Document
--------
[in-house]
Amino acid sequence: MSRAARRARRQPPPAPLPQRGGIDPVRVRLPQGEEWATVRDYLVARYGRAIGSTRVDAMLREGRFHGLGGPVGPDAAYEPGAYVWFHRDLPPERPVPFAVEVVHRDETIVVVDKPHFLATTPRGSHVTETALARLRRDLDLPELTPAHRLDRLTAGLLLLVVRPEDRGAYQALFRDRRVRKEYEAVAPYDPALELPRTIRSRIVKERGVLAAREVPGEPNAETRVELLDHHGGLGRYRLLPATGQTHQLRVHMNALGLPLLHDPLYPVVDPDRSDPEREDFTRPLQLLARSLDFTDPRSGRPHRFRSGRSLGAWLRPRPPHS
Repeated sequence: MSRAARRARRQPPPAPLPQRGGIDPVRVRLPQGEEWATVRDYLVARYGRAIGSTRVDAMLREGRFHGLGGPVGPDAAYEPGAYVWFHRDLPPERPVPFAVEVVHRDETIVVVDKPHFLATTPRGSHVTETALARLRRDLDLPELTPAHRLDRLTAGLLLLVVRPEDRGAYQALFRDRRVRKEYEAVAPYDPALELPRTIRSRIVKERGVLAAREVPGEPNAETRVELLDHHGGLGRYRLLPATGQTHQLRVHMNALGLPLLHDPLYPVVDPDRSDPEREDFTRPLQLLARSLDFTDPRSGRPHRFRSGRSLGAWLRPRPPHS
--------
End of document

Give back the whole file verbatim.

[in-house]
Amino acid sequence: MSRAARRARRQPPPAPLPQRGGIDPVRVRLPQGEEWATVRDYLVARYGRAIGSTRVDAMLREGRFHGLGGPVGPDAAYEPGAYVWFHRDLPPERPVPFAVEVVHRDETIVVVDKPHFLATTPRGSHVTETALARLRRDLDLPELTPAHRLDRLTAGLLLLVVRPEDRGAYQALFRDRRVRKEYEAVAPYDPALELPRTIRSRIVKERGVLAAREVPGEPNAETRVELLDHHGGLGRYRLLPATGQTHQLRVHMNALGLPLLHDPLYPVVDPDRSDPEREDFTRPLQLLARSLDFTDPRSGRPHRFRSGRSLGAWLRPRPPHS
Repeated sequence: MSRAARRARRQPPPAPLPQRGGIDPVRVRLPQGEEWATVRDYLVARYGRAIGSTRVDAMLREGRFHGLGGPVGPDAAYEPGAYVWFHRDLPPERPVPFAVEVVHRDETIVVVDKPHFLATTPRGSHVTETALARLRRDLDLPELTPAHRLDRLTAGLLLLVVRPEDRGAYQALFRDRRVRKEYEAVAPYDPALELPRTIRSRIVKERGVLAAREVPGEPNAETRVELLDHHGGLGRYRLLPATGQTHQLRVHMNALGLPLLHDPLYPVVDPDRSDPEREDFTRPLQLLARSLDFTDPRSGRPHRFRSGRSLGAWLRPRPPHS